Historically, Indian market has always, except in very few cases, seen the launch of only products, which have been earlier approved and marketed in U.S.A., Western Europe or Japan. Until now, the time lag between the first marketing of a new drug in a foreign country and India has been on an average around 4 years, and hardly any new drug was introduced for the first time in India. In that kind of scenario, it was not too critical that there was in place a system of pharmacovigilance in India, since reports of side-effects from outside India would have helped our regulatory agencies to assess the rationale of continuing the drug in the Indian market. Thus in the past, action on marketed drugs has been triggered on the basis of reports on the harmful effects of drugs marketed abroad. In a few cases, drugs, which have been banned or withdrawn in foreign markets, were allowed to be kept in the market in India. For example, Chloramphenicol, Phenyl Butazone, Clioquinol, Phenformin, Cisapride, all continue to be prescribed in India on the basis of a conscious decision by the Regulatory Agency that the benefit to risk ratio is in favour of the former.8
The evolution of a new Patent regime in the Indian Pharmaceutical Industry (the Post-2005 scenario) as a consequence of India being a founder member of WTO, and her obligations under Trade Related Intellectual Property Rights and Services (TRIPS), makes it incumbent that India can no longer copy patented products and market them without license from the innovator company. The leading Indian companies realizing the compulsions of the new regime have already initiated investments of substantial resources for the discovery and development of new drugs needed for both Indian and International markets. This in turn means that during the coming years Research and Development by the Indian Pharmaceutical companies will hopefully lead to new drugs based on pre-clinical and clinical data generated mostly in India. In such cases, the Indian regulatory agencies cannot count on the experience of other markets to assess the incidence and prevalence of adverse reactions from drug usage, and therein lies the importance of a properly designed pharmacovigilance system in India. For an effective Pharmacovigilance system to be functional and efficient all the stakeholders need to be alert and attentive throughout the lifetime of the drug in the market.9
At present, post – marketing survillence of medicines is mainly coordinated by National Pharmacovigilance Centres. The Central Drugs Standard Control Organization (CDSCO) has initiated a country-wide Pharmacovigilance programme under the aegis of DGHS, Ministry of Health and Family Welfare Government of India.
The programme is coordinated by the National Pharmacovigilance Centre at the Central Drugs Standard Control Organization (CDSCO). The National Centre is operating under the supervision of the National Pharmacovigilance Advisory Committee to recommend procedures and guidelines for regulatory interventions.9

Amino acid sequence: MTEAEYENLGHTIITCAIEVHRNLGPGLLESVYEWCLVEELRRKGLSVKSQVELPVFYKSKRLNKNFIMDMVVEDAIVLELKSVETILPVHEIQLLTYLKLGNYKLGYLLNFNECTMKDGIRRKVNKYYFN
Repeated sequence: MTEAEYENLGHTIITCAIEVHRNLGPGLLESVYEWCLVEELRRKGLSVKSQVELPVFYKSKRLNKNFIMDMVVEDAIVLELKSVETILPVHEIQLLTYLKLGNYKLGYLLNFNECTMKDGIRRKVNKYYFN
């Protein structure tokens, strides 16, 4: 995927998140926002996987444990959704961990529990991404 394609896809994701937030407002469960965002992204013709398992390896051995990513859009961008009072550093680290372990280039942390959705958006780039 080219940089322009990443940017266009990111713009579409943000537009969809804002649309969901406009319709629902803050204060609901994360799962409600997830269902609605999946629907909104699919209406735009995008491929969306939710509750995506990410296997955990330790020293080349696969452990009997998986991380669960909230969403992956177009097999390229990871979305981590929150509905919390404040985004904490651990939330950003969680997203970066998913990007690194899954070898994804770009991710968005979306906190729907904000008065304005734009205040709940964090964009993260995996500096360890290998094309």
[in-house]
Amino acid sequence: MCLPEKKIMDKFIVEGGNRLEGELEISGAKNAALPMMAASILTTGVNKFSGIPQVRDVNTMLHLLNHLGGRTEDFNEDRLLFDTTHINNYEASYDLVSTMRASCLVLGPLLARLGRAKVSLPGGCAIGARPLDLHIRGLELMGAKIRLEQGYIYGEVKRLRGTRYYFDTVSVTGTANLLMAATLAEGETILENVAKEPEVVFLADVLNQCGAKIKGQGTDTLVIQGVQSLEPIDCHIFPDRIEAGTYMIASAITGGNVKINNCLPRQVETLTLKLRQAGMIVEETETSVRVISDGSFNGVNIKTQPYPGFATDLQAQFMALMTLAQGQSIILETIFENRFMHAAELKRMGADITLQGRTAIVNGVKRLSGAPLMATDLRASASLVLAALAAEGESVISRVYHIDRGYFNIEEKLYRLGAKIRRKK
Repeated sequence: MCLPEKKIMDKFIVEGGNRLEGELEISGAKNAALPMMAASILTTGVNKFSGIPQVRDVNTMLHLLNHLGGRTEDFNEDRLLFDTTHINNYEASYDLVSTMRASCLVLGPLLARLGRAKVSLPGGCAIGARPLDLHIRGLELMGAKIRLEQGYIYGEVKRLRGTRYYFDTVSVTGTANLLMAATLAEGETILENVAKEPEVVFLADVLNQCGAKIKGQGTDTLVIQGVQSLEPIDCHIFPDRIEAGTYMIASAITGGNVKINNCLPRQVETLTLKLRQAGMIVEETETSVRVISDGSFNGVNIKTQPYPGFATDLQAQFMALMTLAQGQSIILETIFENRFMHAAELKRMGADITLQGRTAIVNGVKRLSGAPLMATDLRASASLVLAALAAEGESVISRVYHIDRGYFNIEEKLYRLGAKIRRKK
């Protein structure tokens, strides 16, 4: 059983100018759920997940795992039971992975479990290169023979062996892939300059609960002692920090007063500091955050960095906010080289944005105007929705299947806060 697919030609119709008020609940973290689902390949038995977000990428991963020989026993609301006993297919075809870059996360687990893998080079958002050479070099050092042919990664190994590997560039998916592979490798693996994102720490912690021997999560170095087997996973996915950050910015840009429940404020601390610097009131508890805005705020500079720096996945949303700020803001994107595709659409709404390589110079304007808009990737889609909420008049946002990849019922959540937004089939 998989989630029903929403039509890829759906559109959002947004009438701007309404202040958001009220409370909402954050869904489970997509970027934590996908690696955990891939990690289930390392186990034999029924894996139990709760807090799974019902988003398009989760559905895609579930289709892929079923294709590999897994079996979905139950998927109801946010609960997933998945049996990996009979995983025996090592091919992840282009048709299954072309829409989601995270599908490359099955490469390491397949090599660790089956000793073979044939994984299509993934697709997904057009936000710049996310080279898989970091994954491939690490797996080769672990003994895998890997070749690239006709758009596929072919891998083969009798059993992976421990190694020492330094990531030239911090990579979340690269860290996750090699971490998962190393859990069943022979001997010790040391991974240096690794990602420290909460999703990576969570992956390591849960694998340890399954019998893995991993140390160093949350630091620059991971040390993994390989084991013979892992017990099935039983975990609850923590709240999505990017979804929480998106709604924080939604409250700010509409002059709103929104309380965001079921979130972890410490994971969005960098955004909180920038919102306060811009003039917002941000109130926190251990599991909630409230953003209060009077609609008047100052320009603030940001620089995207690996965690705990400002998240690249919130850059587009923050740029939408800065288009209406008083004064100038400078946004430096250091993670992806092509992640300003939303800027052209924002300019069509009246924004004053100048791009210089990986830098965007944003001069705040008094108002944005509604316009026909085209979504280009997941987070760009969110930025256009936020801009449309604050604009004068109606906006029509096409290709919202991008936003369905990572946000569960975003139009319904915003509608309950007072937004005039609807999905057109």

National Pharmacovigilance Programme
The National Pharmacovigilance Programme was officially inaugurated by the Honorable Health Minister Dr.Anbumani Ramadoss on 23 November, 2004 at New Delhi. The National Pharmacovigilance Programme for India, sponsored by the World Health Organization (WHO) and funded by the World Bank, became fully operational in January 2005.9
The Programme aims to foster the culture of adverse drug reactions notification in its first year of operation and subsequently aims to generate broad based Adverse drug reactions data on the Indian population and share the information with global health-care community through WHO-UMC.
The nationwide programme, sponsored and coordinated by the country’s central drug regulatory agency – Central Drugs Standard Control Organization (CDSCO) – to establish and manage a data base of Adverse Drug Reactions (ADR) for making informed regulatory decisions regarding marketing authorization of drugs in India for ensuring safety of drugs.
Under the program 26 peripheral centers, 5 Regional Centers and 2 Zonal Centers were established. The Peripheral centers will record the Adverse Events (AE) and send to the Regional Centers. They in turn collate and scrutinize the data received from the Peripheral Centers and submit to the Zonal Centers. The Zonal Centers will analyze the data and submit consolidated information to the National Pharmacovigilance Centre. The Zonal Centre will also provide training, general support and coordinate the functioning of the Regional Center.
Primary pharmacovigilance centers. Relatively smaller medical institutions including individual medical practitioners’ clinics, private hospitals, nursing homes, pharmacies etc. First contact Adverse drug reaction data collection unit at a health care facility. They would be identified and coordinated by Regional pharmacovigilance centre or Zonal pharmacovigilance centre in consultation with Central Drugs Standard Control Organization (CDSCO) .10